Institutional members access full text with Ovid®

Share this article on:

CHOROIDAL THICKNESS MEASUREMENT IN CHILDREN USING OPTICAL COHERENCE TOMOGRAPHY

Bidaut-Garnier, Mélanie MD*,†,‡; Schwartz, Claire MD*,†,‡; Puyraveau, Marc MSc§; Montard, Michel MD, PhD*,†,‡; Delbosc, Bernard MD, PhD*,†,‡; Saleh, Maher MD, PhD*,†,‡

doi: 10.1097/IAE.0b013e3182a487a4
Original Study

Purpose: To measure choroidal thickness (CT) in children of various ages by using spectral optical coherence tomography with enhanced depth imaging and to investigate the association between subfoveal CT and ocular axial length, age, gender, weight, and height in children.

Methods: Healthy children were prospectively included between May and August 2012. Optical coherence tomography with the enhanced depth imaging system (Spectralis, Heidelberg, Germany) was used for choroidal imaging at nine defined points of the macula of both eyes. Axial length was measured using IOLMaster (Carl Zeiss Meditec, Dublin, CA). Height, weight, and refraction were recorded. Interobserver agreement in readings was also assessed by the Bland–Altman Method.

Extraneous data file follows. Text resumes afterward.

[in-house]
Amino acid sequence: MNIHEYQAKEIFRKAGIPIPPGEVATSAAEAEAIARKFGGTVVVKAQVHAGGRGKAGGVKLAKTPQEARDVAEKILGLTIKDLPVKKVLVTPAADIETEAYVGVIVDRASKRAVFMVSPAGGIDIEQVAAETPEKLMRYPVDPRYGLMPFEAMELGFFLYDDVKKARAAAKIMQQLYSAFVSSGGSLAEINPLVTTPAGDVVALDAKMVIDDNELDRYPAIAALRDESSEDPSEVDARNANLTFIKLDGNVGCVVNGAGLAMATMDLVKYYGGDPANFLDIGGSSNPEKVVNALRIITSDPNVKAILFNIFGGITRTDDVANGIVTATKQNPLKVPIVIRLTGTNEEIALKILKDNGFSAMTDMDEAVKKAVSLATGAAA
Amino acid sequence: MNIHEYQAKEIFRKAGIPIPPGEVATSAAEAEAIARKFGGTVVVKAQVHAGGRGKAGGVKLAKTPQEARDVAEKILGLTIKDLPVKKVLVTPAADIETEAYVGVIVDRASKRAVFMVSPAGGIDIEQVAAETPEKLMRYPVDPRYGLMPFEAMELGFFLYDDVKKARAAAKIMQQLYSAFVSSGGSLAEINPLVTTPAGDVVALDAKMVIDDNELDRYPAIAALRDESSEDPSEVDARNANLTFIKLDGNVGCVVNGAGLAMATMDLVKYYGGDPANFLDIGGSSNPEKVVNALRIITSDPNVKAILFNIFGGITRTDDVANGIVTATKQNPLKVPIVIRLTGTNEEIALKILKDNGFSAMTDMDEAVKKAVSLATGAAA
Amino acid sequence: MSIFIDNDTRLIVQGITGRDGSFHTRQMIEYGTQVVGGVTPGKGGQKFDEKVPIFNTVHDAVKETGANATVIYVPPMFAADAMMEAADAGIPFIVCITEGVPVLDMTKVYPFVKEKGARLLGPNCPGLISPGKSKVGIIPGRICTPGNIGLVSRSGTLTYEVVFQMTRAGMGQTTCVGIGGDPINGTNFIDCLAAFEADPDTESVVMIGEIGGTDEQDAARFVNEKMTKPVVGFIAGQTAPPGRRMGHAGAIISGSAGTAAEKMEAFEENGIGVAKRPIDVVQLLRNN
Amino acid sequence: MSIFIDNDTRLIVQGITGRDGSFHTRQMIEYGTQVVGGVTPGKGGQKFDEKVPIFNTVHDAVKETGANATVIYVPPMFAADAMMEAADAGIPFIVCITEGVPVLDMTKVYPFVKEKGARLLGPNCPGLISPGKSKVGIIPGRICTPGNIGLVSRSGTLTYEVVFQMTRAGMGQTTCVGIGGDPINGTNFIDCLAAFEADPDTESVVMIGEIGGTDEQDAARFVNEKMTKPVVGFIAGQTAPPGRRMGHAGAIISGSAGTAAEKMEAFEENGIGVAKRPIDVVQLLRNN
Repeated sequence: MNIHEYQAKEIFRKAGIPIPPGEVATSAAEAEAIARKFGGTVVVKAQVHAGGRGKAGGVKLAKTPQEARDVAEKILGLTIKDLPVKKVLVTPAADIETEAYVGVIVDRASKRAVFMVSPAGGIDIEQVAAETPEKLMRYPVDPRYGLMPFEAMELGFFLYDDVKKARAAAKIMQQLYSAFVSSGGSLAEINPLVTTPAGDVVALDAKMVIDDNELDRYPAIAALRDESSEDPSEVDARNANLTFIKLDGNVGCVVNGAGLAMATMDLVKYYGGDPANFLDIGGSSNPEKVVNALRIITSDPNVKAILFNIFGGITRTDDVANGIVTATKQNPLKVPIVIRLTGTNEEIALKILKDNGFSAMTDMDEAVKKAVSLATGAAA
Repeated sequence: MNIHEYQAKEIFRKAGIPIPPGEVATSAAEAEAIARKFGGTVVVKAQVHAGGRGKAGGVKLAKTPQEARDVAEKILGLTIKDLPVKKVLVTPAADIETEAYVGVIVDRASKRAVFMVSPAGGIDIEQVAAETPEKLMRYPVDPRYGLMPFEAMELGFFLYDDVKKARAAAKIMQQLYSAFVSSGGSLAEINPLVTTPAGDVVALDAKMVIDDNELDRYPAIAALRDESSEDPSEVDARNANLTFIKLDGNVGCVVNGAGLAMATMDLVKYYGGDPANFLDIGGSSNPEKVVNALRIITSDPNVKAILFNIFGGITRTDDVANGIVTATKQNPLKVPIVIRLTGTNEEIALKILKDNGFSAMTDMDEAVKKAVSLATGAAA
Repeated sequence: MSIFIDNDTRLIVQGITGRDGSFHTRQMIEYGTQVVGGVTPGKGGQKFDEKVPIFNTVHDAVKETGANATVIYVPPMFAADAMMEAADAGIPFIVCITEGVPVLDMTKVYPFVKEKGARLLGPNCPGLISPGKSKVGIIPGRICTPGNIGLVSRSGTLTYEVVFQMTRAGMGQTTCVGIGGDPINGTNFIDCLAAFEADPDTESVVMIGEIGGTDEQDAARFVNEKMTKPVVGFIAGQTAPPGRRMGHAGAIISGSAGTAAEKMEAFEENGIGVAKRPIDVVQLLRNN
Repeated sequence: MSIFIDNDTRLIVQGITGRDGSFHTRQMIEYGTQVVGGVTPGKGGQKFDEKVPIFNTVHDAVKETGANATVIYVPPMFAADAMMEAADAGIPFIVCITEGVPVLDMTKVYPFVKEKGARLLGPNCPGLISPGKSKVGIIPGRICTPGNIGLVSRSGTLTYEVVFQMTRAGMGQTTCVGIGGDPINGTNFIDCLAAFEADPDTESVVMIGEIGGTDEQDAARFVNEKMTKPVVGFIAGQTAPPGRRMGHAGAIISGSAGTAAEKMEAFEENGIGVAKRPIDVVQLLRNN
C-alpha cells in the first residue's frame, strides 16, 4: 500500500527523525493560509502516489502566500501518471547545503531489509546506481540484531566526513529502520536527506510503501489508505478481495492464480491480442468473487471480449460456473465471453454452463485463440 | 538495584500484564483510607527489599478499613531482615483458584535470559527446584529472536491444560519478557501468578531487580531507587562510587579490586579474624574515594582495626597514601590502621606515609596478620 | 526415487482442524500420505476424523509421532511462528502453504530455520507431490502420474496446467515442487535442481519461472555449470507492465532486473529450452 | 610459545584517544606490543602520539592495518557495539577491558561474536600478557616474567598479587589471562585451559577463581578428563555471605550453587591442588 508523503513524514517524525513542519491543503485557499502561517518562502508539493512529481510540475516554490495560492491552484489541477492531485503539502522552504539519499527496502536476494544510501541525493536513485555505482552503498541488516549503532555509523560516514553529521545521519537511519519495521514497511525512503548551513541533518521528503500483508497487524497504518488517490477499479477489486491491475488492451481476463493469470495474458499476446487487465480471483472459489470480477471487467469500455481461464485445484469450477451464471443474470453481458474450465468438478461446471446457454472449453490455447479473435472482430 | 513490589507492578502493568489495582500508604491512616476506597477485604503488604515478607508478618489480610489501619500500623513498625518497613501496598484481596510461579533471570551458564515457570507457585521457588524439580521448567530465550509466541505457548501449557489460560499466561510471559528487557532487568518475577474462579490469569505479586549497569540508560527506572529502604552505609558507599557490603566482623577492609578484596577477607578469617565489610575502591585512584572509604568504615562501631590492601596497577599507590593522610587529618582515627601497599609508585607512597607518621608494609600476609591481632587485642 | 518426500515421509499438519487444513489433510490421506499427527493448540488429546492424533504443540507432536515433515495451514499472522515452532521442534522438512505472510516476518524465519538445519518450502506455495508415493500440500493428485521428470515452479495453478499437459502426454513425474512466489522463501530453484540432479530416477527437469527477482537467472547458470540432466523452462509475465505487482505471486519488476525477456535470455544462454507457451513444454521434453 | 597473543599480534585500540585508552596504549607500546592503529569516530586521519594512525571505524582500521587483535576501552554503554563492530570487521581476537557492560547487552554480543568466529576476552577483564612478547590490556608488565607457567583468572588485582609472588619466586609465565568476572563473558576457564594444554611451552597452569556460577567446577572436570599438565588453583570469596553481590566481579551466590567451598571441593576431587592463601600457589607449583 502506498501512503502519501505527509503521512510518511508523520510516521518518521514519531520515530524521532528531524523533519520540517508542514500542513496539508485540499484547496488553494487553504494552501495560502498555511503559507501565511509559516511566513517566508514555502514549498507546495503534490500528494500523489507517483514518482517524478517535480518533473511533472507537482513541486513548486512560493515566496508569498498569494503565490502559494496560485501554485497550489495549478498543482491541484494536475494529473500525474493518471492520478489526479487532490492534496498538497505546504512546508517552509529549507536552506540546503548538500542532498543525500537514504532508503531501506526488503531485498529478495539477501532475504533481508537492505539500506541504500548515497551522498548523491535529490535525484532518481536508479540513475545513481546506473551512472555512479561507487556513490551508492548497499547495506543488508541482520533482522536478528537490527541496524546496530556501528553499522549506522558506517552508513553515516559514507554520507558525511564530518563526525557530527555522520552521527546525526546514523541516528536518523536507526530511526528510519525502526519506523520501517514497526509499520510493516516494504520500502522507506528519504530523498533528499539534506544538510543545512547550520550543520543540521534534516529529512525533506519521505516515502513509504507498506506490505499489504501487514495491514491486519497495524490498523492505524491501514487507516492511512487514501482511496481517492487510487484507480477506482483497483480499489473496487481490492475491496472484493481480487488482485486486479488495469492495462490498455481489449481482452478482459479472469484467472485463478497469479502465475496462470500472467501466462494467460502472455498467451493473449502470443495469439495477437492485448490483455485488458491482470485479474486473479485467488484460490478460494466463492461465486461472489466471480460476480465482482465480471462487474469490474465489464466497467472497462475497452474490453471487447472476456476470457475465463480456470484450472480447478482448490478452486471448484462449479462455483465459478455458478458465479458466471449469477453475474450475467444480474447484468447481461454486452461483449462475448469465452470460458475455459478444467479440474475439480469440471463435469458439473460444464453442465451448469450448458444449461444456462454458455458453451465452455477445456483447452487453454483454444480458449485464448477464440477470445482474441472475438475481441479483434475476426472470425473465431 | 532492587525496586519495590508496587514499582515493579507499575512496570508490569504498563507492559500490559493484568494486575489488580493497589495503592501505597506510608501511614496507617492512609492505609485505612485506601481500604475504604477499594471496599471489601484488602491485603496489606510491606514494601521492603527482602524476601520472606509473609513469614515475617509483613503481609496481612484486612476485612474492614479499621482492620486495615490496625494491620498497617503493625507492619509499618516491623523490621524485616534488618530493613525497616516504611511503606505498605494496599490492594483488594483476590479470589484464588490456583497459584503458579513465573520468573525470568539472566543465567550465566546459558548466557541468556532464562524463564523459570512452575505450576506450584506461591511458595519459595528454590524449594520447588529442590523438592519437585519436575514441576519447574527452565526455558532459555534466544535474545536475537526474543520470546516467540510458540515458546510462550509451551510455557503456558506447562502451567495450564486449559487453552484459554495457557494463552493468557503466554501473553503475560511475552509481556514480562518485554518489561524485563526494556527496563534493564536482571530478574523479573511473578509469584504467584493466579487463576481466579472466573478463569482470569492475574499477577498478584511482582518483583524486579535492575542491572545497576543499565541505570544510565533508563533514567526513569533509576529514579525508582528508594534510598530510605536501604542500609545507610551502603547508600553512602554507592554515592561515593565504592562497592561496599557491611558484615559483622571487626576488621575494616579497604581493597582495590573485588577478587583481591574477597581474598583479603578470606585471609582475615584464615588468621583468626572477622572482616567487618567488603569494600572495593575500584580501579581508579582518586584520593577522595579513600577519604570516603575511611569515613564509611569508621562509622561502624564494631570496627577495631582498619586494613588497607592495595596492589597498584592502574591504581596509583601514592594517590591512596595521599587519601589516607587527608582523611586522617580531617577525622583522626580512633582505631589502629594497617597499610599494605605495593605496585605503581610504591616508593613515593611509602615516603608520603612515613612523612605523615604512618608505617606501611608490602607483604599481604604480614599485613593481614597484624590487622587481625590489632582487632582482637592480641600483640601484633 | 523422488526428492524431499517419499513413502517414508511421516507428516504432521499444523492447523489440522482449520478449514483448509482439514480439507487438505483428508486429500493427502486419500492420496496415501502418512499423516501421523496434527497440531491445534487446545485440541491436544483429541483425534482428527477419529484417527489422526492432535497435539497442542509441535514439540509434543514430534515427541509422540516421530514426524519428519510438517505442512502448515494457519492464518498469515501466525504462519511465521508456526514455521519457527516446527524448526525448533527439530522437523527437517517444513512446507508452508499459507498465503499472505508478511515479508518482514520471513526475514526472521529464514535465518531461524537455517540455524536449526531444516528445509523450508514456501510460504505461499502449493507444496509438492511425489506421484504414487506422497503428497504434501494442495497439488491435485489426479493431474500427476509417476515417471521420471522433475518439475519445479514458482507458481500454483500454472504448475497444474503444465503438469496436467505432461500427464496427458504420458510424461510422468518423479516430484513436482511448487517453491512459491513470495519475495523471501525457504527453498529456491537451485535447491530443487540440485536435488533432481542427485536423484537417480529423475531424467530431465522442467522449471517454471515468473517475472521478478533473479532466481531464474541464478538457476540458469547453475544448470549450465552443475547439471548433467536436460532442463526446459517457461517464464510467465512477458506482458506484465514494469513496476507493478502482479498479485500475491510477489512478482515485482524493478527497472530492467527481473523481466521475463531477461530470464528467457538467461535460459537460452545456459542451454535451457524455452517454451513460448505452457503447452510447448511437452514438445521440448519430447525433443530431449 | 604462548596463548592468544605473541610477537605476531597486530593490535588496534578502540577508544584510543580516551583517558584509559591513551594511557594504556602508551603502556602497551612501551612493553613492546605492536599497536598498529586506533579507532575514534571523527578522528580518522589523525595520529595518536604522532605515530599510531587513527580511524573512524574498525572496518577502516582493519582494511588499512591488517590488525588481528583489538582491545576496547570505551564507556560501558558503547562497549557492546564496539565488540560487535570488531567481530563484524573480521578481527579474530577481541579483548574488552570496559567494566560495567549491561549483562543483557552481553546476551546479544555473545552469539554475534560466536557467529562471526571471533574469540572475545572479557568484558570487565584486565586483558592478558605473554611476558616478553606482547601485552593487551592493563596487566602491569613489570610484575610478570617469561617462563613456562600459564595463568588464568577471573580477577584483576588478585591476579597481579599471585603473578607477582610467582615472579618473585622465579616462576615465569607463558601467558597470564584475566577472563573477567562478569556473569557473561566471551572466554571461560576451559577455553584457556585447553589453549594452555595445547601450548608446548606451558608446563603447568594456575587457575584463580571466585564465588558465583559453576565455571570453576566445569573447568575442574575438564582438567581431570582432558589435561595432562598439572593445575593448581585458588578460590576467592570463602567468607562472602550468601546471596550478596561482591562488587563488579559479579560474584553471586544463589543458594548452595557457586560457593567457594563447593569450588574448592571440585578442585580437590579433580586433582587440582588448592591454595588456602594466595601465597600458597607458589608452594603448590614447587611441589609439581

Results: Three hundred and forty-eight eyes from 174 children aged 3.5 years to 14.9 years were imaged. The mean subfoveal CT in right eyes was 341.96 ± 74.7 µm. Choroidal thickness increased with age (r = 0.24, P = 0.017), height, and weight but not with gender (P > 0.05). It was also inversely correlated to the axial length (r = 0.24, P = 0.001). The nasal choroid appeared thinner than in the temporal area (analysis of variance, P < 0.0001).

Conclusion: In children, CT increases with age and is inversely correlated to axial length. There is a significant variation of CT between children of the same age.

The measurement of choroidal thickness in children using optical coherence tomography is reliable. In the healthy pediatric population, the choroidal thickness increases with age, weight, and height and is inversely correlated to axial length. These findings could improve the understanding of vascular ocular diseases of childhood.

*Department of Ophthalmology, University Hospital of Besançon, Besançon, France;

CHU Jean Minjoz, Besançon, France;

University of Franche-Comté, Besançon, France and

§Clinical Methodology Center, University Hospital of Besançon, Besançon, France.

Reprint requests: Maher Saleh, MD, PhD, Department of Ophthalmology, University Hospital of Besançon, 3 bd Fleming, 25030 Besançon, France; e-mail: msaleh@chu-besancon.fr

None of the authors have any financial/conflicting interests to disclose.

© 2014 by Ophthalmic Communications Society, Inc.